Intensified medical surveillance of persons with a history of NMSC is unlikely to explain the increased cancer incidence observed in our study. In our analysis, we adjusted for physical examination in the last 2 y, and the result changed little. After we excluded those diagnosed with other primary cancers within the first 4 y of NMSC diagnosis, the association remained significant. Compared to those with history of invasive SCC or with history of SCC or BCC, individuals with history of SCC in situ were less likely to develop subsequent cancers. These results suggested that the patients who carried NMSC precursors but did not develop skin cancers might be either less genetically susceptible or have lower exposure. In addition, for prostate cancer, the association remained significant for fatal prostate cancer. Furthermore, several cancers that we observed associations with are not ones that would be detected on routine screening. Moreover, at least one study that assessed deaths rather than cancer incidence also found increased cancer mortality in people with history of NMSC [20].

Several studies have observed an increased risk of NMSC after other cancers. In one study, chronic lymphocytic leukemia patients had an increased risk of death due to NMSC (RR = 17.0, 95% CI 14.4–19.8) [21]. In another study, among 14 different sites for first primary malignancies, 11 of these sites including prostate, breast, and leukemia were followed by an increased risk of skin cancer (for SCC, RR of 14.1 for males and 14.6 for females) [22]. However, while treatment of these primary cancers may predispose to subsequent skin cancers, most of the NMSC cases are cured by surgical excision without any systemic chemotherapy, and radiation, and their concomitant side effects, including possible carcinogenicity. In addition, the similarity between the age-adjusted and multivariate-adjusted RRs demonstrated that the observed association between NMSC and subsequent cancers is unlikely to be explained by confounding from smoking, obesity, vitamin use, exercise, or any of the other measured risk factors that we controlled for.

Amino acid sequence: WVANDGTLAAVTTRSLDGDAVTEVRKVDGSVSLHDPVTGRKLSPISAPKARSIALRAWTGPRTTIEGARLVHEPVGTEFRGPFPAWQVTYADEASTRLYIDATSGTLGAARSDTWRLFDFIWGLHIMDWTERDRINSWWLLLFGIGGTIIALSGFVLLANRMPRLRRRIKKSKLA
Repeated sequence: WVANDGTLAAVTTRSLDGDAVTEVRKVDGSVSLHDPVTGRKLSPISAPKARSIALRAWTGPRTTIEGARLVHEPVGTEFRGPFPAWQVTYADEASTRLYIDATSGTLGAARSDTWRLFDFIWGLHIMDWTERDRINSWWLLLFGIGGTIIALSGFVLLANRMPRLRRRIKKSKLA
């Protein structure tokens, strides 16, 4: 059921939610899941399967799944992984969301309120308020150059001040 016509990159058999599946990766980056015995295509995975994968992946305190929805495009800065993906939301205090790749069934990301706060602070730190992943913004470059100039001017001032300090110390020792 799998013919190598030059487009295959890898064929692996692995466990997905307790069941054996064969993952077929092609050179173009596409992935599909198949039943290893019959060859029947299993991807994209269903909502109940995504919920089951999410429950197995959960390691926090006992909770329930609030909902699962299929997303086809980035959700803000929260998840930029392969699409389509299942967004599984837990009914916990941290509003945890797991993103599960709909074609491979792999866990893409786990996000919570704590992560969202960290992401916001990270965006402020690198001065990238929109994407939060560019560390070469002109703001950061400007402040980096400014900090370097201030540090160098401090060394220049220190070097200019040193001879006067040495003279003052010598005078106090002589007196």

The link between NMSC and risk of other cancers is likely to represent an etiologic association. For melanoma especially, the link may be due to sun exposure. For other cancers, while there are several explanations [23][28] of the association between NMSC and the risk of subsequent cancer, studies have found that certain genetic markers underlying skin cancer are also associated with other cancer types [29]. It is biologically plausible that deficiencies of pathways responsible for protecting against cellular transformation in multiple tissues, such as DNA repair or immune responses, may act systemically and play a role in cutaneous and internal carcinogenesis.

Humans have evolved several DNA repair pathways dealing with damage [30]. The nucleotide excision repair (NER) pathway is responsible for the repair of a wide variety of DNA damage that leads to distortion of the DNA helix. Such bulky DNA adducts include UV-induced photoproducts, smoking-related benzo(a)pyrene diolepoxide (BPDE)-DNA adducts, and other DNA damage induced by chemical carcinogens. Reduced capacity of the NER has been shown to confer susceptibility to certain cancers in the general population, including melanoma, BCC, SCC, SCC of head and neck, lung cancer, breast cancer, and bladder cancer [31][34]. Personal history of NMSC may be a marker of susceptibility due to reduced DNA repair capacity and it may predict the risk of subsequent cancer development.